"We had 13 representatives and staff to ourselves for an hour," said Nicholas Meyers, director of APA's Department of Government Relations." The Blue Dogs are extremely cohesive and on the issue of parity are bellwethers for the moderates of both parties who must be clear about and comfortable with parity if we are to succeed this year."

David Fassler, M.D., chair of the APA Board of Trustees Task Force on Parity, discussed the scope and burden of mental illness in clinical and epidemiologic terms. Task force member Howard Goldman, M.D., presented data from his New England Journal of Medicine study on the costs of parity during the first year of its implementation in the Federal Employees Health Benefits Program (FEHBP). That study appeared in the March 30, 2006, New England Journal of Medicine (Psychiatric News, September 16, 2005).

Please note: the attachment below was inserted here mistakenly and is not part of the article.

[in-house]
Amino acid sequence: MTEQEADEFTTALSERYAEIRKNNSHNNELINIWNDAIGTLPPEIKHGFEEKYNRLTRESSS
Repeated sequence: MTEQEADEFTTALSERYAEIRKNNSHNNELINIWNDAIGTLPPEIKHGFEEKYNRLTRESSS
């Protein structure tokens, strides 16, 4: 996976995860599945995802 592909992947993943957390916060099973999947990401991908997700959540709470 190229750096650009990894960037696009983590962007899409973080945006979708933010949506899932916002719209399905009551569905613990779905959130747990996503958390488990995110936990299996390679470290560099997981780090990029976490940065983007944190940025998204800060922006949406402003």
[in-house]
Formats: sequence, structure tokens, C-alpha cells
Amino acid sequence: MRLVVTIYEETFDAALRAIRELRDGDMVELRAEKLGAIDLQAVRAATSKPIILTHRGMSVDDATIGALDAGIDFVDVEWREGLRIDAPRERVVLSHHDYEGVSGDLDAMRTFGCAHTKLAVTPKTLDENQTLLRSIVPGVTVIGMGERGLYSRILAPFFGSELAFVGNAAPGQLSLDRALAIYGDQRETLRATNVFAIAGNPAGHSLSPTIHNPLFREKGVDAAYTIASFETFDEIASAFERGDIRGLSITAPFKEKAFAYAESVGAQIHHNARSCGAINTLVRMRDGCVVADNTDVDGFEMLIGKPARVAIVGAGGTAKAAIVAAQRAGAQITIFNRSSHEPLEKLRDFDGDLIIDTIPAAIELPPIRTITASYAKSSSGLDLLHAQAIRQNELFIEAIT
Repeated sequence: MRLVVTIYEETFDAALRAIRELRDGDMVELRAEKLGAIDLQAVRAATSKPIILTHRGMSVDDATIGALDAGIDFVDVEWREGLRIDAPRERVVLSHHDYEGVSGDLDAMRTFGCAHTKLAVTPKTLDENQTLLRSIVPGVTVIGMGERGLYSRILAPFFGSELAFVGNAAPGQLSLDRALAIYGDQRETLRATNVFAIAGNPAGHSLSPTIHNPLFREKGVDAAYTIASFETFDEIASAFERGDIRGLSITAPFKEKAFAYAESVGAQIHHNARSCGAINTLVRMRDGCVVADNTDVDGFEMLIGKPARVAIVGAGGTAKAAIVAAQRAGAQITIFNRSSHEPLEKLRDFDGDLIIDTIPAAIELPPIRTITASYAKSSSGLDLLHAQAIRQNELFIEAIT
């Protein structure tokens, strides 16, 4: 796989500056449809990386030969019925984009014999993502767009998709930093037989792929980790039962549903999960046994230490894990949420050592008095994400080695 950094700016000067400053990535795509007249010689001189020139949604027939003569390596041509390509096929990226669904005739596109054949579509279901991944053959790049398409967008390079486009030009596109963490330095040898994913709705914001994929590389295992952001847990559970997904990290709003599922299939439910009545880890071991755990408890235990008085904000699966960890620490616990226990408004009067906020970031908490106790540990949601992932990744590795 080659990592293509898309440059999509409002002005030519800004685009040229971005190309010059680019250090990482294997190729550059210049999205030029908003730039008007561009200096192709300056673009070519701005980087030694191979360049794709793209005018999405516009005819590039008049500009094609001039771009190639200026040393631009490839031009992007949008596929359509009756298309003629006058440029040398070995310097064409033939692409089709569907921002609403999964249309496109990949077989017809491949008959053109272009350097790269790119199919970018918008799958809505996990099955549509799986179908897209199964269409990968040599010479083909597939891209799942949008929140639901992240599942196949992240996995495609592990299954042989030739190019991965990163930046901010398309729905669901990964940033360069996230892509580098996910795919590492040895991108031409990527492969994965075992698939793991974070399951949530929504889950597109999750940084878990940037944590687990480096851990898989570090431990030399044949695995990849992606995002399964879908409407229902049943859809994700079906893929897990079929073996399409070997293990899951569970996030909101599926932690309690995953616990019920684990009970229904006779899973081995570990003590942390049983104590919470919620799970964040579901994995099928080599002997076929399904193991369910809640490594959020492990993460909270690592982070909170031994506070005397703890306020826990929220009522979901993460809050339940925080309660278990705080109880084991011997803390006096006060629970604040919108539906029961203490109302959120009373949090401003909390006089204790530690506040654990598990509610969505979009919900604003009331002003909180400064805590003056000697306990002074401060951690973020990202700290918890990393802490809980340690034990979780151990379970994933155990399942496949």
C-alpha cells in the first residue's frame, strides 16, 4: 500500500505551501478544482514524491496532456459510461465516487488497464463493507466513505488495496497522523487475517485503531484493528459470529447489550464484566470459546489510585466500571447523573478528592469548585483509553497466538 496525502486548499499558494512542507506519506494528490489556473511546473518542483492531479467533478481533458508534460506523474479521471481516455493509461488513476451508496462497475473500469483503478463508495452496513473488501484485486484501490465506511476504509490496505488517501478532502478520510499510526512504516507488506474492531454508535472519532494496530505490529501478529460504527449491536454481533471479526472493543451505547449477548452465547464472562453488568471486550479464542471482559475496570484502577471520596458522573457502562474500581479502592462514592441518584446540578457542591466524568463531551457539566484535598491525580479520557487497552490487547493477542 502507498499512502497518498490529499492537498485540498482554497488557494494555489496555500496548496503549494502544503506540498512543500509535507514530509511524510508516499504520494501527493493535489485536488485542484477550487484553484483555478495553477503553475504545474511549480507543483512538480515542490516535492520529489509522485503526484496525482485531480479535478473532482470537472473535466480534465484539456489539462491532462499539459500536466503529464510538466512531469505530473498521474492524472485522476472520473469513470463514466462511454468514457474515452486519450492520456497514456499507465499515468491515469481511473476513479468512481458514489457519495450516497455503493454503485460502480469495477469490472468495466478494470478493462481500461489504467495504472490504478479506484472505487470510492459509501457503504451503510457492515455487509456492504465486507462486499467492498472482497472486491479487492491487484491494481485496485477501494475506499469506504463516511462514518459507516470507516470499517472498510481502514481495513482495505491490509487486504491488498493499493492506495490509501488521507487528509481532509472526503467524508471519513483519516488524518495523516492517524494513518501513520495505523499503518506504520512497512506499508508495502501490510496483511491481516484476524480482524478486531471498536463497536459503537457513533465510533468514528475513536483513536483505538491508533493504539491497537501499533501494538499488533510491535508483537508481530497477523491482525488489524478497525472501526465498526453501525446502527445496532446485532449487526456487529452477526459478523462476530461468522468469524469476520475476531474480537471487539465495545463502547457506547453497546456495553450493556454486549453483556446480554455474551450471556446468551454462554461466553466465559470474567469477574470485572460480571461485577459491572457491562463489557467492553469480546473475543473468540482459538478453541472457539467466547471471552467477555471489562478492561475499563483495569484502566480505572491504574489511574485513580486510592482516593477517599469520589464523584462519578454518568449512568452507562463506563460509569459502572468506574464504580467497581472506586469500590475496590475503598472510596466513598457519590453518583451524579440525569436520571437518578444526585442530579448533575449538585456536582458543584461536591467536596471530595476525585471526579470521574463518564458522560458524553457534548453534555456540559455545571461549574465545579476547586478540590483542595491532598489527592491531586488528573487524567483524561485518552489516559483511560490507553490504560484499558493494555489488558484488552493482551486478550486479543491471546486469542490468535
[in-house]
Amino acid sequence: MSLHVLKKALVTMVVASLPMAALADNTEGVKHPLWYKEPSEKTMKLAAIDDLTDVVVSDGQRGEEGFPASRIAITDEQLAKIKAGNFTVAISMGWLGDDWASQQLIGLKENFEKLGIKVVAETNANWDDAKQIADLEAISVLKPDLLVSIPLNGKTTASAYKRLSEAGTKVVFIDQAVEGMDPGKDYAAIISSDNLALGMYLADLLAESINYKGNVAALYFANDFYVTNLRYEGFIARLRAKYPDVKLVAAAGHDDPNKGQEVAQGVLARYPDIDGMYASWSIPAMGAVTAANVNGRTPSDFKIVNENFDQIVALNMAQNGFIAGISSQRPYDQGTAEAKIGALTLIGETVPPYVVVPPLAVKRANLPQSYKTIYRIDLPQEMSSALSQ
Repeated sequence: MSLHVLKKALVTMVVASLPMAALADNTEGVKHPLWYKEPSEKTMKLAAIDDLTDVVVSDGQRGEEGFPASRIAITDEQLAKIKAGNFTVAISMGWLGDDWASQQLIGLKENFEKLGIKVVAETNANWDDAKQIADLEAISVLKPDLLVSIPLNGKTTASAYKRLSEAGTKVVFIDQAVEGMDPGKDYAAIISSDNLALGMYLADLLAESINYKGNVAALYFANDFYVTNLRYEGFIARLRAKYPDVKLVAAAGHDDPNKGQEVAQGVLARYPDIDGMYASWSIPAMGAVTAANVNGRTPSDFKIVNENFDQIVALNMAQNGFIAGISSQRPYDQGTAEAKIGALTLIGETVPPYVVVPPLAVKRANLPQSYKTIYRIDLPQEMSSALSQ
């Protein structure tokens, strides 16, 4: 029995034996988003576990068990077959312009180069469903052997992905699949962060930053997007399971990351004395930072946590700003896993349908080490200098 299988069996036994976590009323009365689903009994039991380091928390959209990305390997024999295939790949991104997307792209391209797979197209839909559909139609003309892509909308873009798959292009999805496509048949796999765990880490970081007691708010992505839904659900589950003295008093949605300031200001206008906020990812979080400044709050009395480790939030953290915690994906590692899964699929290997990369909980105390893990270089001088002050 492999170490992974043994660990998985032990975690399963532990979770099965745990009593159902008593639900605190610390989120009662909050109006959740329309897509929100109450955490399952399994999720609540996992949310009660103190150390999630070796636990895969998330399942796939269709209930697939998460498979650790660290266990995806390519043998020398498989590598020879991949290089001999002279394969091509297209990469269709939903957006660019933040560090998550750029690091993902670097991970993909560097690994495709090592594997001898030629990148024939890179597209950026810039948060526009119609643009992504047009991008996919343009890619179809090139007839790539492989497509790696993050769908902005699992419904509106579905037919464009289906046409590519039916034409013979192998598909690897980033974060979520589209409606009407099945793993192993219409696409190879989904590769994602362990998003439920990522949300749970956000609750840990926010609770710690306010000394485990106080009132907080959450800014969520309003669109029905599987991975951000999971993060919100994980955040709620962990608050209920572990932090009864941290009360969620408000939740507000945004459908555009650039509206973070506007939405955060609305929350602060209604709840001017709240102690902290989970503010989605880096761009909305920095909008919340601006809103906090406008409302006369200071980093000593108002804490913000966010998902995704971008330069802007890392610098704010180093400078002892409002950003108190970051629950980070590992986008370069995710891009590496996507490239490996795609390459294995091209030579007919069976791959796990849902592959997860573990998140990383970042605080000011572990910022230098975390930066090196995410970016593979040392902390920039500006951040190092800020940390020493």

Mental health parity was mandated in the FEHBP in January 2001, when the Office of Personnel Management implemented a directive to the approximately 250 participating health plans requiring that mental health and substance abuse (MH/SA) services be covered to the same extent as general medical care with respect to deductibles, copayments, and limits on physician visits and inpatient days.

As "centrist" Democrats, the Blue Dogs act as a key block of swing voters in a divided government. The group has gained in strategic importance since Democrats regained control of the House and Senate last November. The Blue Dogs, many of whom are from Southern and rural states, now number 44.

All the original members were re-elected in the 2006 midterm elections, with several newly elected members joining the group.